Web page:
About 280 million years ago, when Pangea was the earth’s only mega-continent, a shallow sea covered much of the area we know now as the US Southwest. This area was under that sea we call the Permian Sea.

Over millions of years, sea levels rose and fell and during this process, it deposited minerals on the sea floor. In this area, the mineral was gypsum. Then, some 200 millions years later, as the tectonic plates began to shift and rise, they formed a mountain range.

Over the next 40 million years, the same tectonic plates pulled apart, cutting the mountain range and forming the Sacramento and San Andres Mountains, with the Tularosa Basin between them, where the sand dunes are today.

Millions of years later, the Rio Grande River was flowing at the southern edge of this basin. It deposited sediments along its route and eventually blocked the basin’s outlet to the surrounding sea. So, water got trapped in the center, forming an ancient lake.

After the last Ice Age, as the climate was warming, the melting ice and snow carried gypsum into this sea from the two surrounding mountain ranges. And, as the climate kept warming, the lake evaporated, leaving its gypsum bottom exposed.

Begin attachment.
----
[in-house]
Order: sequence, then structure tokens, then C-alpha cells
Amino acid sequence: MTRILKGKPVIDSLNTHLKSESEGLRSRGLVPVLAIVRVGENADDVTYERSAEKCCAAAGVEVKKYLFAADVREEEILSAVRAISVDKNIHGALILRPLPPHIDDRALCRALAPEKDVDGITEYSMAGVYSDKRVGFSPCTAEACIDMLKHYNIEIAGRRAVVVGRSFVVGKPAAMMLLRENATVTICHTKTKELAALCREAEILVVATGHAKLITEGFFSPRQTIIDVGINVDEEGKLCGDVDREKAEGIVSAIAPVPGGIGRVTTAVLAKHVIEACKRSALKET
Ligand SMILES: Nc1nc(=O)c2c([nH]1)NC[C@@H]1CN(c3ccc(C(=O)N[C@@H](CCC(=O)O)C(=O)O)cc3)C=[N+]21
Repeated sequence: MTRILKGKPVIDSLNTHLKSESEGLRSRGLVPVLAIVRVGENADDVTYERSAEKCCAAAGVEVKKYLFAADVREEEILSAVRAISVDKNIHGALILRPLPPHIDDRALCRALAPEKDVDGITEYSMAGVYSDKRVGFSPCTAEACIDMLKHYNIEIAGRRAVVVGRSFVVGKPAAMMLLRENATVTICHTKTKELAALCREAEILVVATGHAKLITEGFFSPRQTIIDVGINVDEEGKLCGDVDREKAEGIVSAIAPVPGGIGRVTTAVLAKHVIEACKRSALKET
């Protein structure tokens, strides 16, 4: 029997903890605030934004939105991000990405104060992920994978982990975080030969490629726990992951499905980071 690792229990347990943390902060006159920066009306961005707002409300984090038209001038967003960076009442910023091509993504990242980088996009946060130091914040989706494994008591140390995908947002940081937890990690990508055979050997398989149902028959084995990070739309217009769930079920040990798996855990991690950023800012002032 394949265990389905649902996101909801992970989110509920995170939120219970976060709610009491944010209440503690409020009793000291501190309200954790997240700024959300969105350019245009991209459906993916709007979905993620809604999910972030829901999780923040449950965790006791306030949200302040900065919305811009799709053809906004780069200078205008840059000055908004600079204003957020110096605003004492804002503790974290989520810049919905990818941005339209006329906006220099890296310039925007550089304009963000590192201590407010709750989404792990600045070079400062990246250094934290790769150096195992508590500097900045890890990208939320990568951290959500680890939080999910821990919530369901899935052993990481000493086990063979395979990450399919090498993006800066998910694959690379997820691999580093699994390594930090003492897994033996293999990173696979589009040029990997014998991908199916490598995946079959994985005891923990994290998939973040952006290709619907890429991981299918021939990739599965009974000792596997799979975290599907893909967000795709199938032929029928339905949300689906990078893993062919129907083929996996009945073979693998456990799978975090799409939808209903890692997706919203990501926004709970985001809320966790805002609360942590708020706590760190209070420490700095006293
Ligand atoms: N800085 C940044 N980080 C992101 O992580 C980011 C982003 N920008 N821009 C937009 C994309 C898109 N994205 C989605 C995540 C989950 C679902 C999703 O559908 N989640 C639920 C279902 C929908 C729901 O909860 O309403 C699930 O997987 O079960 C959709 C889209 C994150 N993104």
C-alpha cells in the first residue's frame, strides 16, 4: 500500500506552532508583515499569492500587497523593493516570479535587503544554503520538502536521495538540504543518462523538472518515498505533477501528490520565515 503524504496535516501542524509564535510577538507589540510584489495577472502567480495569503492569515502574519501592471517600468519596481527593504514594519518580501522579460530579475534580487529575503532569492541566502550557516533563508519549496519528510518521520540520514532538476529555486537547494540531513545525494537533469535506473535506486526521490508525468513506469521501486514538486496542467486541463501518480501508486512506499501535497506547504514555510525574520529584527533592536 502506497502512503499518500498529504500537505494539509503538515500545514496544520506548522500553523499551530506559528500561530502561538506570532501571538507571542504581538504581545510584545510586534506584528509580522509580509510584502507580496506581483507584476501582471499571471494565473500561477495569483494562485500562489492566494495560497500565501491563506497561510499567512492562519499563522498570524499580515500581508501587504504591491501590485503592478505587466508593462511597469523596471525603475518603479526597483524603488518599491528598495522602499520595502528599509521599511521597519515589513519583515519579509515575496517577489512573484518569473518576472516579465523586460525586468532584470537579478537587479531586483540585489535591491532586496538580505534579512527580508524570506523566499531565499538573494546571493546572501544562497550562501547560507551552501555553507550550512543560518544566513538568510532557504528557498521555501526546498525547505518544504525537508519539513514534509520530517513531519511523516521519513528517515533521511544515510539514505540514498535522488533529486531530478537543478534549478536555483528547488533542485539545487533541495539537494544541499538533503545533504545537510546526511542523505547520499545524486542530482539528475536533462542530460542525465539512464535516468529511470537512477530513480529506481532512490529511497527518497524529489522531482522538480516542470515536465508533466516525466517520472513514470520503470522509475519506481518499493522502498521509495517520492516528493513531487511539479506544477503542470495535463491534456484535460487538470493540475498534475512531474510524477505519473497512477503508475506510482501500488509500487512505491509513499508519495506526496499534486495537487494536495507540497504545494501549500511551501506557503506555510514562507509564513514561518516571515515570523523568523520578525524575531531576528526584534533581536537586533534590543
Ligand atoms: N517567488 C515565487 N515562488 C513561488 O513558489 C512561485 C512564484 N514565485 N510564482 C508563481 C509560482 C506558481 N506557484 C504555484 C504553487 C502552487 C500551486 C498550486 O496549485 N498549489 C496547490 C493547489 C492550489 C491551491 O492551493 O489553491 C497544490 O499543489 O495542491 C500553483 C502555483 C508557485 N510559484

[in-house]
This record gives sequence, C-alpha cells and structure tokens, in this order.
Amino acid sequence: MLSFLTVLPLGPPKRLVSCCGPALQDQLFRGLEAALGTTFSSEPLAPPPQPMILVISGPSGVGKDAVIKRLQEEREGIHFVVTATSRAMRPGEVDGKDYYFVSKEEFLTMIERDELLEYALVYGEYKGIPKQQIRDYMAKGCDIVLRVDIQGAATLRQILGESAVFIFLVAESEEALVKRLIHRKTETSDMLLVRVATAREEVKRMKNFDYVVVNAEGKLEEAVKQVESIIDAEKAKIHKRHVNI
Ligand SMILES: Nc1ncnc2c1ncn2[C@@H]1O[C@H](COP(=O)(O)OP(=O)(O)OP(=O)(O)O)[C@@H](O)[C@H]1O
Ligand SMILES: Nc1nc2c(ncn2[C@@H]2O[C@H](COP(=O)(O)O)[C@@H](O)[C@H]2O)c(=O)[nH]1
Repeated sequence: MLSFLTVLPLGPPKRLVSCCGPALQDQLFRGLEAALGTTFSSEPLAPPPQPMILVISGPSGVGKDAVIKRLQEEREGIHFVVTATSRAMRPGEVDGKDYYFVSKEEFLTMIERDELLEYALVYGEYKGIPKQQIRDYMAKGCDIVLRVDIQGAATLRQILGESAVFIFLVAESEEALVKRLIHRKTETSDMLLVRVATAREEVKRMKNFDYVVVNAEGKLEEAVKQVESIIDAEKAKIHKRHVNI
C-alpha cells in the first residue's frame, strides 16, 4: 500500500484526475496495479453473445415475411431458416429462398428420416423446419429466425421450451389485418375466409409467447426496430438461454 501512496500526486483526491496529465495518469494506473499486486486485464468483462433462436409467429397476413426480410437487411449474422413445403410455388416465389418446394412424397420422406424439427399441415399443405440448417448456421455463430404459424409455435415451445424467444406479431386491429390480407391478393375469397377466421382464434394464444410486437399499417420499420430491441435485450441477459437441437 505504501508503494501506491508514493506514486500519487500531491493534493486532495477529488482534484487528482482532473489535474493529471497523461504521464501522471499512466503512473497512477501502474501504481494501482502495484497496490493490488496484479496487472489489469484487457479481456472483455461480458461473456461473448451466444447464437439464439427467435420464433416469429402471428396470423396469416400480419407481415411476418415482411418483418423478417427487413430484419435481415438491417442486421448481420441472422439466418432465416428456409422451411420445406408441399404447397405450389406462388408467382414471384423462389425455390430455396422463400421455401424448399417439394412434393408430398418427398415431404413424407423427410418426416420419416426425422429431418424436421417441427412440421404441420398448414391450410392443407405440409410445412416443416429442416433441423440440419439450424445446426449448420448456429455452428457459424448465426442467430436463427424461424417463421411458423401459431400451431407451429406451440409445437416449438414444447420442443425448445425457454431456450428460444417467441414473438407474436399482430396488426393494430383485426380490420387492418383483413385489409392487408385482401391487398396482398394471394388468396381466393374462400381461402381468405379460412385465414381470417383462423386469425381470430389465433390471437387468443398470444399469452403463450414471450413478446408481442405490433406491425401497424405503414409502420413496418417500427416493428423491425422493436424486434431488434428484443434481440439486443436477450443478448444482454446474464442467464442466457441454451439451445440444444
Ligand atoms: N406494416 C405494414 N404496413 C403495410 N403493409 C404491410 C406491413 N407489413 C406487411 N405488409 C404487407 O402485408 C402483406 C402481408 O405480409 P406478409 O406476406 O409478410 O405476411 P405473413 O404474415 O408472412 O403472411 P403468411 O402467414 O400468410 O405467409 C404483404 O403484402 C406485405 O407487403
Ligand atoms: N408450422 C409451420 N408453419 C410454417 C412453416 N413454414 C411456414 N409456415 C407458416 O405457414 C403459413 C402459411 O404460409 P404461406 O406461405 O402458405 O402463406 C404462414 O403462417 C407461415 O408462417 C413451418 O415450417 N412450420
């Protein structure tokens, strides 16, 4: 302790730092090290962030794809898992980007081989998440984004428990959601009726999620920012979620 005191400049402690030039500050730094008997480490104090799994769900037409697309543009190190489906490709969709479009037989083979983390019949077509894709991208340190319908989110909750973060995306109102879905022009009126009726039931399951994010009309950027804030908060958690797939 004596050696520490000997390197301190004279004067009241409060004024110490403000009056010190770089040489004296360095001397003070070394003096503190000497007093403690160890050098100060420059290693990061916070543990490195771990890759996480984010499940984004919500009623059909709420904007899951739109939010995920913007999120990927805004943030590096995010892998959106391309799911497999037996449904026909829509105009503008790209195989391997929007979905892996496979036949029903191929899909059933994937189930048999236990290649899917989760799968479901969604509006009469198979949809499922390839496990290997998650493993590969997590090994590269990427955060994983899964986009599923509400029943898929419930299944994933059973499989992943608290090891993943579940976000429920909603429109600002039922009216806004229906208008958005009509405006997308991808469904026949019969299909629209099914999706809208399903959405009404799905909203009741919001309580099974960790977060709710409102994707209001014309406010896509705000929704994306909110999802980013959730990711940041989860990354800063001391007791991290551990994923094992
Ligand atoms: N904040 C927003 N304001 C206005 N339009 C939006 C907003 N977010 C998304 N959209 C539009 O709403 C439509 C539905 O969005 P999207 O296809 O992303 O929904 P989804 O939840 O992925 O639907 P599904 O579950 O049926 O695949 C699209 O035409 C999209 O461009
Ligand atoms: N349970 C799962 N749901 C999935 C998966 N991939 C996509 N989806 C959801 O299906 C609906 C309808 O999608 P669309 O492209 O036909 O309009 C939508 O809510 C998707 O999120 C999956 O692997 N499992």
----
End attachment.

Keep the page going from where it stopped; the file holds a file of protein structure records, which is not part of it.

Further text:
Starting about 10,000 years ago, strong winds carried the gypsum pieces and broke them down further, creating the white sand we see today.

The same process still continues today. Snowmelts and runoffs carry gypsum from the mountains to the bottom of the basin. There, it forms the modern Lake Lucero. During the dry season, the water evaporates, leaving more gypsum behind, and ultimately white sand, behind.

The gypsum that forms the sand dunes originates in the mountains, carried down by snowmelt and runoffs.

The Ecosystem Of The Sand Dunes

White Sands National Park is at the northern end of the Chihuahuan Desert. The largest desert in North America, most of it stretches south of the border, in Mexico.